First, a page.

In general, government participation in marketing operations is limited to the provision of markets, market facilities, and other related services, and the authorities rarely intervene in the daily pricing processes. There are exceptions, such as PDRY, where the Government controls most of the production, marketing, and pricing of fish. In Iraq the Government enforces fixed price arrangements in an effort to keep fish prices to the consumer as low as possible.
Traditionally most fish markets were sited near the fish landing areas but recently fish markets have been modernized or constructed next to other central markets in the larger inland cities. General economic development and urbanization has resulted in the construction of improved infrastructure facilities, including ice plants, cold stores, communication networks, refrigerated trucks and good roads to allow quick transportation of fish from landing areas to inland populations. Distribution of fish is also improving between neighbouring countries in the region with improved road links and comprehensive air freighting networks by airline companies.
Recently the respective government agencies responsible for fisheries (sometimes in joint venture with private investors) have set up fish marketing and retail companies, such as Bahrain Fishing Project, Saudi Fisheries Company, Oman National Fisheries Company, United Fisheries of Kuwait, Qatar National Fishing Company, and Iran Shilat Fish Marketing.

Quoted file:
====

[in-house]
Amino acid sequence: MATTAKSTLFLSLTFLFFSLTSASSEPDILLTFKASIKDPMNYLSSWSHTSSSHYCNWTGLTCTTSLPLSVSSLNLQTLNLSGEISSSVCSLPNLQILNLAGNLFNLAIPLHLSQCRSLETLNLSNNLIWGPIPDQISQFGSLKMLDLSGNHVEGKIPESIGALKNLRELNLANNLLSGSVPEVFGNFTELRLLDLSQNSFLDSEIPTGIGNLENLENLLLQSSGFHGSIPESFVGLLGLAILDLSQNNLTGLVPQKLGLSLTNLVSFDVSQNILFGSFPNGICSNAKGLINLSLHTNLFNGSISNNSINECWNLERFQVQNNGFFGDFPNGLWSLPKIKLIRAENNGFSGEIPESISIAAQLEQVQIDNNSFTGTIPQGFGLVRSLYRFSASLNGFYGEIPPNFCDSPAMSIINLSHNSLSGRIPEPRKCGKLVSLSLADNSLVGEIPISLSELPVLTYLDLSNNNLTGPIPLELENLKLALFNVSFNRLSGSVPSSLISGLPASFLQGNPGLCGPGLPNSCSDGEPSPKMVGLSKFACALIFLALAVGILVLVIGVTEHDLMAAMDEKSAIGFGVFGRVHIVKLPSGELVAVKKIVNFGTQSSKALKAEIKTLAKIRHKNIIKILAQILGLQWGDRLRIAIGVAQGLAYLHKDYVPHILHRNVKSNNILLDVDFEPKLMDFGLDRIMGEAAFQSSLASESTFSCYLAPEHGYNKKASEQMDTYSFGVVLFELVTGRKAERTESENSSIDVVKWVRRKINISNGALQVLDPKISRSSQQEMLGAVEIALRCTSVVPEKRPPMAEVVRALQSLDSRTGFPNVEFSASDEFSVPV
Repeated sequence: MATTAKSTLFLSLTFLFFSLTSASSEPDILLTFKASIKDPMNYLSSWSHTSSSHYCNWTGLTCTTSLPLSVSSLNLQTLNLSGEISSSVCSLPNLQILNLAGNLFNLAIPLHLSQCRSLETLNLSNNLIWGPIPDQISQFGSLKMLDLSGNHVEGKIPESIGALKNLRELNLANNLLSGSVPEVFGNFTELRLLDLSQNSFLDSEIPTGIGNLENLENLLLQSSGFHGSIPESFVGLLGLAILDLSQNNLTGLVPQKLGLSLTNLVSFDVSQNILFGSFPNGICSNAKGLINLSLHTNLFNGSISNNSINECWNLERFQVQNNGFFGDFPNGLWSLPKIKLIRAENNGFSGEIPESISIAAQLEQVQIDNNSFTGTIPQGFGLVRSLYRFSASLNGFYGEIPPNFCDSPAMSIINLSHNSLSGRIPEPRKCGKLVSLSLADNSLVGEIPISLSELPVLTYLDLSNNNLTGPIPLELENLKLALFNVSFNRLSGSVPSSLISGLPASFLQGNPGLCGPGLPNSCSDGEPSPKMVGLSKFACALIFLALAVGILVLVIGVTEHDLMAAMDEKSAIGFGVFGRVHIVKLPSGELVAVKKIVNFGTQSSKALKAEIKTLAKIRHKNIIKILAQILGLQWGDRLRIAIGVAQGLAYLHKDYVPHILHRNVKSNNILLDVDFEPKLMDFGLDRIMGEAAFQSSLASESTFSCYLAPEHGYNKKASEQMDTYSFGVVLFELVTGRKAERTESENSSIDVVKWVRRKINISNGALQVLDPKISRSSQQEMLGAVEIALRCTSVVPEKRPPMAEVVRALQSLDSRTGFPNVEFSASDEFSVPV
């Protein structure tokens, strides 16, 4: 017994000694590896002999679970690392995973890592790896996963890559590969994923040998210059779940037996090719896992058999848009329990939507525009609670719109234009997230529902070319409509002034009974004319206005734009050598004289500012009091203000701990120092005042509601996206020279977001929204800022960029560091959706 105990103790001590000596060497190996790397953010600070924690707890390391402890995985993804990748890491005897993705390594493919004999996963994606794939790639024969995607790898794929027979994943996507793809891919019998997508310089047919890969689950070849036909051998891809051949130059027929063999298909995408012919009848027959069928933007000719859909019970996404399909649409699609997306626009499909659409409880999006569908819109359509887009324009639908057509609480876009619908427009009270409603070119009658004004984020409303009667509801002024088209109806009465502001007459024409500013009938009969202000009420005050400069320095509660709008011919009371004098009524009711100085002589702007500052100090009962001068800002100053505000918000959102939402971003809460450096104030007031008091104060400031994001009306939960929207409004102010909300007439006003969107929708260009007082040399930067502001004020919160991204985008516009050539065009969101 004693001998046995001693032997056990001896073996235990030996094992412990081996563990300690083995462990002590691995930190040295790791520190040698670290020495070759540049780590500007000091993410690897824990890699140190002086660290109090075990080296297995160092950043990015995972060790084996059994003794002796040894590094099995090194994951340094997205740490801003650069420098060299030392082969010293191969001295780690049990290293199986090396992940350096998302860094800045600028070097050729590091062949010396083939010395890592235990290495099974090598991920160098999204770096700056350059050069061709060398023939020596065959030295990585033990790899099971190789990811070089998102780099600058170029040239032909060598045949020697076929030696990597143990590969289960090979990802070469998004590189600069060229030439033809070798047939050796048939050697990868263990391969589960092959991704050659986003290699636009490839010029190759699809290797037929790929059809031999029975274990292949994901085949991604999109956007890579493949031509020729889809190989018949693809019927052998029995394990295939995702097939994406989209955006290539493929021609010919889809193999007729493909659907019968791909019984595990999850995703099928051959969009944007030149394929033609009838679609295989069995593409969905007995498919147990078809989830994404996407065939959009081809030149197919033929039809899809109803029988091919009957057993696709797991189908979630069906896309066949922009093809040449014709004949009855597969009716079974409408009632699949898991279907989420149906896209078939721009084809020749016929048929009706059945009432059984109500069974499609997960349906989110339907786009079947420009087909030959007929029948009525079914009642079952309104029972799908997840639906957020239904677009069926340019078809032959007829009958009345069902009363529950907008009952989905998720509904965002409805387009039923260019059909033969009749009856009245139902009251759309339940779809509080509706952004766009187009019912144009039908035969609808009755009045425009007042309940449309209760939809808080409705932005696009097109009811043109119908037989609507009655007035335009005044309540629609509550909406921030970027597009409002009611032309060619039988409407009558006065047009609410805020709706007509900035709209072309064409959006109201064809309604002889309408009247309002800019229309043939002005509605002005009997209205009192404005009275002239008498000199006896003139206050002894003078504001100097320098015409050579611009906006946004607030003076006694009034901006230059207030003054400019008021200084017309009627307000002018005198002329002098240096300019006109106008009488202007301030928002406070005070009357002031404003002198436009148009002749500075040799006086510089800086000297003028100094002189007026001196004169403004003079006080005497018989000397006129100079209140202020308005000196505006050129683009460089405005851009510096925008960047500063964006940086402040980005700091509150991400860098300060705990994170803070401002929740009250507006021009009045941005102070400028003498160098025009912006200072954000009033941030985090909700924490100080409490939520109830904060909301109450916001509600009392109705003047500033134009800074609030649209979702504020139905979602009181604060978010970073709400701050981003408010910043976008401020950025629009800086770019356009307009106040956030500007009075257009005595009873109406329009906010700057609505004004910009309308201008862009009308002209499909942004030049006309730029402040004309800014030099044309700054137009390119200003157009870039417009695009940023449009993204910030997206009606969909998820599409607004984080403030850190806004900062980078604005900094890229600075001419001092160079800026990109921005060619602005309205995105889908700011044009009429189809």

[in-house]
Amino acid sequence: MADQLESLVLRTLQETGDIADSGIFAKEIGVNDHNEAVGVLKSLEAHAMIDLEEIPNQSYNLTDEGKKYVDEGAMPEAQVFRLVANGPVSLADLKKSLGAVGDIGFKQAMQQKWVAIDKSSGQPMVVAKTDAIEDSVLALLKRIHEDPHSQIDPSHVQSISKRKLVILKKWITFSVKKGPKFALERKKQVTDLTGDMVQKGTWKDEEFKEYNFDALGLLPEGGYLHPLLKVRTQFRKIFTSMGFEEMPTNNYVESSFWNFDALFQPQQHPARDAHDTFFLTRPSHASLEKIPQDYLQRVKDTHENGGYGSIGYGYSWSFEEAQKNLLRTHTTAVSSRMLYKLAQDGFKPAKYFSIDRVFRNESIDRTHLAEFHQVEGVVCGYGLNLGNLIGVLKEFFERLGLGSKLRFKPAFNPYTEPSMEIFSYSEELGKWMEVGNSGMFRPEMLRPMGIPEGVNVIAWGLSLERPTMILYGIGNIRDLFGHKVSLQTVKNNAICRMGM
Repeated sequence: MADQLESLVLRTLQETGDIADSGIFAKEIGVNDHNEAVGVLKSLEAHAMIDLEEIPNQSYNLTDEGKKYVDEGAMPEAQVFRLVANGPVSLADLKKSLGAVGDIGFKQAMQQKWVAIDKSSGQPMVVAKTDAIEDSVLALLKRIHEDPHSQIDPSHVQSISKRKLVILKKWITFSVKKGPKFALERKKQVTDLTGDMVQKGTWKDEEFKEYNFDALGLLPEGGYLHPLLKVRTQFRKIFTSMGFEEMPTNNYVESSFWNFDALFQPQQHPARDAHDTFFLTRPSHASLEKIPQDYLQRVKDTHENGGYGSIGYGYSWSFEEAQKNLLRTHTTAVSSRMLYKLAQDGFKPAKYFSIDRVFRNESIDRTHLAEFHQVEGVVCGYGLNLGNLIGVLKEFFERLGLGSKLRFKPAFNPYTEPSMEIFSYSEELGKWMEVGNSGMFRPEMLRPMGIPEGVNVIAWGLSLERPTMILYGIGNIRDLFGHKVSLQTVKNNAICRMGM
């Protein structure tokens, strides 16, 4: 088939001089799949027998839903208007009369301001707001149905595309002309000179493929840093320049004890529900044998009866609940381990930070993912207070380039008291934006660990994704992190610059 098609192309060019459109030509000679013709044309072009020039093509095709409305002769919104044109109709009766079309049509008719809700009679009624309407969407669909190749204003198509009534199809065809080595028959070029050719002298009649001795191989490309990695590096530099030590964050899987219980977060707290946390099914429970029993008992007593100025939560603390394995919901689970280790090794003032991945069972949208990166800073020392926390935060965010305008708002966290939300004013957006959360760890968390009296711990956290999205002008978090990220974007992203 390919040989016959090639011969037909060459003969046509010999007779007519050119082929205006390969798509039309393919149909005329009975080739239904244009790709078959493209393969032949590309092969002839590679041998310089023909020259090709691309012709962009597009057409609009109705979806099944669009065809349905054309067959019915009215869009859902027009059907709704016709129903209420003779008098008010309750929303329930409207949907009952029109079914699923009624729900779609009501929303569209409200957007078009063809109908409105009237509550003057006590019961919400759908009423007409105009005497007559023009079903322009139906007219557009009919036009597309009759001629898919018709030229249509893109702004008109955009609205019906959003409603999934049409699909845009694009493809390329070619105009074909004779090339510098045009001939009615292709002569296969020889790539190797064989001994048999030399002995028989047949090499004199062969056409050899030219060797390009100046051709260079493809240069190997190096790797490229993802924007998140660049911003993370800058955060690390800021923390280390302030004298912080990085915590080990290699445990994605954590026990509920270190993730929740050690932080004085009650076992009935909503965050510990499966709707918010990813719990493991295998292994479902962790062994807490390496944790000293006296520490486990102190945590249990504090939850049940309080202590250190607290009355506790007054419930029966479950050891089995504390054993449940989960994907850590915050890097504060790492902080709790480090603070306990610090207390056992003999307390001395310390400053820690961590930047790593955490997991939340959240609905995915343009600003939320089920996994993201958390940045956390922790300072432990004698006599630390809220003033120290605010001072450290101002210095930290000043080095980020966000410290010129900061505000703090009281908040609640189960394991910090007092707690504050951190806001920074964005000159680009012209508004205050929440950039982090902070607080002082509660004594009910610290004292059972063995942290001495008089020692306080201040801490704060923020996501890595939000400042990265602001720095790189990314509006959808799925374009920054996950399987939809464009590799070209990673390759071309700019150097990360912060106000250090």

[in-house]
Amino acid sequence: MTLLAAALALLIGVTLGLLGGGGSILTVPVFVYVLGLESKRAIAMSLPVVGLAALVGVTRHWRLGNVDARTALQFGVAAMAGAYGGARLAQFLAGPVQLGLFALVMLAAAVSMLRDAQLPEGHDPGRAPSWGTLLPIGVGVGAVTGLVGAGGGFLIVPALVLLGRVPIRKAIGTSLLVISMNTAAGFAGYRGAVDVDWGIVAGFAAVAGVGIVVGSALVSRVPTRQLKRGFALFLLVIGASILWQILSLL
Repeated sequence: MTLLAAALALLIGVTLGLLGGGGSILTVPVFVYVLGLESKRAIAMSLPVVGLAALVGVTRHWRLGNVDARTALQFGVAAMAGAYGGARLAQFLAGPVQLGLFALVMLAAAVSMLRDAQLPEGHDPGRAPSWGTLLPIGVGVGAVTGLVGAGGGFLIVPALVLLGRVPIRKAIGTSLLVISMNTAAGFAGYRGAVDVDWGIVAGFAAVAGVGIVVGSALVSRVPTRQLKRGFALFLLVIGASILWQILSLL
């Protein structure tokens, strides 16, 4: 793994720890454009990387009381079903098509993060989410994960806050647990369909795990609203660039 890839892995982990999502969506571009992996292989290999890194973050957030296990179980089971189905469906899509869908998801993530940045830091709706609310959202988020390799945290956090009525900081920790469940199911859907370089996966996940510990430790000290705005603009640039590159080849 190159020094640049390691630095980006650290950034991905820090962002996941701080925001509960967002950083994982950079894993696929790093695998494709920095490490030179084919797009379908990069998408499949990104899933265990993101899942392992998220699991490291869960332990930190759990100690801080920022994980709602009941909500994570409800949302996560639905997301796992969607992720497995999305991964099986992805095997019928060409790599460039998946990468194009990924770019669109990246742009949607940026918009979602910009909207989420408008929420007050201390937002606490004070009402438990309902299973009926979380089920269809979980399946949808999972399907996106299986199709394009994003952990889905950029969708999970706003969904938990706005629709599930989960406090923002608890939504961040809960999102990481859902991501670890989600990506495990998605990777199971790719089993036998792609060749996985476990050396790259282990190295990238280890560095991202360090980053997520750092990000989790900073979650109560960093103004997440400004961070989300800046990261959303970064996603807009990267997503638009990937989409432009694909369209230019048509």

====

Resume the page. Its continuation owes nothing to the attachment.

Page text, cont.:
The Middle East region as described is a net importer of fish and fishery products (see Table 4). Data on interregional trade between countries are not reliable as records are not always kept. A large proportion of fish imported into member countries of the GCC is from Oman, while Kuwait re-exports a significant quantity.
Fish and fishery products imported into the region are fresh, chilled, and frozen. Among the many imports are a variety of shrimp, fish (such as pomfrets and mackerels), canned, cured, dried, or smoked fish (such as sardines, tuna, and mackerels), prepared and preserved Crustacea and molluscs, and other fishery delicacies, particularly caviar.
A major share of imports is from developing countries in South and Southeast Asia, South America, and Africa. Imports of frozen fish come from Korea, Thailand, Philippines, India, Pakistan, Bangladesh, Hong Kong, Taiwan, and Argentina, and from Arab countries, such as Morocco, Somalia, YAR, Egypt, PDRY, and Sudan.